Author Archives: jp1100001

One from the Archives

I haven’t been out and about as much as I’d like of late – dentists, Tamil lessons (and probably laziness…) all to blame. Not to worry, it gives me a chance to post about a trip I took all the way back in November shortly after arriving.


Padmanabhapuram Palace

Padmanabhapuram Palace was on my way to the southern-most tip of India and is just outside the town of Thuckalay. Although located in modern-day Tamil Nadu, it was actually the palace for the historic rulers of what’s now Southern Kerala – the Travancores.

Its a very impressive palace though and given the climate and a couple of hundred years of history, one that remains in very good shape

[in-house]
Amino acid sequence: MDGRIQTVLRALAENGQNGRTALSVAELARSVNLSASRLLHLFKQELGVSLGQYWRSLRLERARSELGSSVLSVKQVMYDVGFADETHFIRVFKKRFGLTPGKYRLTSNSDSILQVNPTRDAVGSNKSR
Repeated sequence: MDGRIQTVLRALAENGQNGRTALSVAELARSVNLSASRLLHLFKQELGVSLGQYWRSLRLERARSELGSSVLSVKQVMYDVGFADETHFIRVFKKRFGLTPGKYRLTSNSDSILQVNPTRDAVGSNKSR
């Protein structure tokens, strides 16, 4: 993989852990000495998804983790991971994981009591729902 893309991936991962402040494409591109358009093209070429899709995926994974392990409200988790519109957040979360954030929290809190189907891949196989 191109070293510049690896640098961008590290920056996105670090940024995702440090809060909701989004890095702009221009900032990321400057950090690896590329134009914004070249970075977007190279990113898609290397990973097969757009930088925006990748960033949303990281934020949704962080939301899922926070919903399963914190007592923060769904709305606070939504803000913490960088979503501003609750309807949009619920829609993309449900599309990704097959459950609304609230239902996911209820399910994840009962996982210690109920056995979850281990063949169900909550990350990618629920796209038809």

The Travancores by the way, are known as one of the Indian kingdoms that while ‘under the protection’ of the British, kept a good degree of independence during their rule in India. So much so, that on Indian Independence, an attempt was made for the Kingdom to remain independent of the rest of India – it wasn’t to be of course.

Rooftop View


From Wikipedia Maps

Dental Distractions

Sorry all – falling behind on posts – I’ve been having some dental distractions… all you’ll probably want to know is that if you’re the sort of person who finds learning a new language about as much fun as having a root canal, well, I’ll shortly be able to offer an opinion…

So, before the laughing gas hits, some pictures from Hogenakkal Falls – which I managed to visit on my way back to Madurai from my Bangalore music festival.

India’s Niagra